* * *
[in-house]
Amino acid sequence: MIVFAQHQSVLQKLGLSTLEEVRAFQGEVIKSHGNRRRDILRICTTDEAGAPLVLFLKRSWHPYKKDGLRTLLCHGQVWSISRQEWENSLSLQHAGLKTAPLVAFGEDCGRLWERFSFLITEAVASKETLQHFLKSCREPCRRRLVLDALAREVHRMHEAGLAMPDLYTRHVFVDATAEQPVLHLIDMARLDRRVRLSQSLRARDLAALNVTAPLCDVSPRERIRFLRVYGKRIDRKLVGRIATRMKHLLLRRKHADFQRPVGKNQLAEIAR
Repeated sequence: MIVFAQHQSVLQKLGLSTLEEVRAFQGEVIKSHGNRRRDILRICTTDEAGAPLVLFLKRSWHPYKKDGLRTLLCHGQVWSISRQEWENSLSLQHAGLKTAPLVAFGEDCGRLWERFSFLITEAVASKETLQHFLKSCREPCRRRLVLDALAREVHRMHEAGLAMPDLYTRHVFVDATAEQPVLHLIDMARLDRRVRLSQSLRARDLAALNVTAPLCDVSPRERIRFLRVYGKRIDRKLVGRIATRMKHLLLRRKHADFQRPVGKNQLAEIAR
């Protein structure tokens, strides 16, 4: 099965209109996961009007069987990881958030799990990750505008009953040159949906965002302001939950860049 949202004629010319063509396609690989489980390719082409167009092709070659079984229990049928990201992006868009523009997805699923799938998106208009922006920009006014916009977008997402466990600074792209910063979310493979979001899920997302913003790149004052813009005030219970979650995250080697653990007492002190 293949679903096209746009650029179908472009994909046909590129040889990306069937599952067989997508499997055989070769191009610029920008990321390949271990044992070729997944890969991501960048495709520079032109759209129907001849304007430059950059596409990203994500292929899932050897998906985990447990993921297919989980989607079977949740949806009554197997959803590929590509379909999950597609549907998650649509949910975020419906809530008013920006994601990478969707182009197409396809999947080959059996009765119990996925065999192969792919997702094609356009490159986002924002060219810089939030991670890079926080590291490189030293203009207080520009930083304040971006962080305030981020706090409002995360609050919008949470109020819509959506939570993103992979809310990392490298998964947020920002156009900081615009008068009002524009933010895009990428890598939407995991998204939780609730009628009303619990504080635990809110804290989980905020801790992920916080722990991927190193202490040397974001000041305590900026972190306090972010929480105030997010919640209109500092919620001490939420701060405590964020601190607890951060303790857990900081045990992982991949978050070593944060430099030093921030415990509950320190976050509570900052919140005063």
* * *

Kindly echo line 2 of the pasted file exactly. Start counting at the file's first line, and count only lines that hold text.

Amino acid sequence: MIVFAQHQSVLQKLGLSTLEEVRAFQGEVIKSHGNRRRDILRICTTDEAGAPLVLFLKRSWHPYKKDGLRTLLCHGQVWSISRQEWENSLSLQHAGLKTAPLVAFGEDCGRLWERFSFLITEAVASKETLQHFLKSCREPCRRRLVLDALAREVHRMHEAGLAMPDLYTRHVFVDATAEQPVLHLIDMARLDRRVRLSQSLRARDLAALNVTAPLCDVSPRERIRFLRVYGKRIDRKLVGRIATRMKHLLLRRKHADFQRPVGKNQLAEIAR